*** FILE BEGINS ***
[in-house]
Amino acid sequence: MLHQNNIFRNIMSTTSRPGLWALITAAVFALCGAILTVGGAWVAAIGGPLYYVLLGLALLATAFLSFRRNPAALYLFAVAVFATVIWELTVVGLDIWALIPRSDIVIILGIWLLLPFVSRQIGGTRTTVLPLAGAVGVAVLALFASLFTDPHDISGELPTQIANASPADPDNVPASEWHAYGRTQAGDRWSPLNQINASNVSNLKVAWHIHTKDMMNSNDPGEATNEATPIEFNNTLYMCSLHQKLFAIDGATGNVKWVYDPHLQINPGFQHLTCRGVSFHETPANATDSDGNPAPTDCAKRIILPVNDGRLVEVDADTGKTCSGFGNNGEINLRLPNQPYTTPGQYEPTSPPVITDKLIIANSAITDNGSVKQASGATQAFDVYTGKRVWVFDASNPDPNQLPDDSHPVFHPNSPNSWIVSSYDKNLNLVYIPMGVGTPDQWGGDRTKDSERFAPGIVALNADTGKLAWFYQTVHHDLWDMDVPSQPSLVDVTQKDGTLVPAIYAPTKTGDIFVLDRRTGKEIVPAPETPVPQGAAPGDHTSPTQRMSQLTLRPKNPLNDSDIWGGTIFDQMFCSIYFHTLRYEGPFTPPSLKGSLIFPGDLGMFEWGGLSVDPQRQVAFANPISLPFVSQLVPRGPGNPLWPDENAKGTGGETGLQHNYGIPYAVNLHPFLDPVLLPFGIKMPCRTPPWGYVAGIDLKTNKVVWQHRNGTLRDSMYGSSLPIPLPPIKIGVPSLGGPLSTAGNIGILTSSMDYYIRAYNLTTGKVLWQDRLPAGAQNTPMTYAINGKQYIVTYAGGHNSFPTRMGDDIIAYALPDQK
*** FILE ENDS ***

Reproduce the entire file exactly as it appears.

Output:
[in-house]
Amino acid sequence: MLHQNNIFRNIMSTTSRPGLWALITAAVFALCGAILTVGGAWVAAIGGPLYYVLLGLALLATAFLSFRRNPAALYLFAVAVFATVIWELTVVGLDIWALIPRSDIVIILGIWLLLPFVSRQIGGTRTTVLPLAGAVGVAVLALFASLFTDPHDISGELPTQIANASPADPDNVPASEWHAYGRTQAGDRWSPLNQINASNVSNLKVAWHIHTKDMMNSNDPGEATNEATPIEFNNTLYMCSLHQKLFAIDGATGNVKWVYDPHLQINPGFQHLTCRGVSFHETPANATDSDGNPAPTDCAKRIILPVNDGRLVEVDADTGKTCSGFGNNGEINLRLPNQPYTTPGQYEPTSPPVITDKLIIANSAITDNGSVKQASGATQAFDVYTGKRVWVFDASNPDPNQLPDDSHPVFHPNSPNSWIVSSYDKNLNLVYIPMGVGTPDQWGGDRTKDSERFAPGIVALNADTGKLAWFYQTVHHDLWDMDVPSQPSLVDVTQKDGTLVPAIYAPTKTGDIFVLDRRTGKEIVPAPETPVPQGAAPGDHTSPTQRMSQLTLRPKNPLNDSDIWGGTIFDQMFCSIYFHTLRYEGPFTPPSLKGSLIFPGDLGMFEWGGLSVDPQRQVAFANPISLPFVSQLVPRGPGNPLWPDENAKGTGGETGLQHNYGIPYAVNLHPFLDPVLLPFGIKMPCRTPPWGYVAGIDLKTNKVVWQHRNGTLRDSMYGSSLPIPLPPIKIGVPSLGGPLSTAGNIGILTSSMDYYIRAYNLTTGKVLWQDRLPAGAQNTPMTYAINGKQYIVTYAGGHNSFPTRMGDDIIAYALPDQK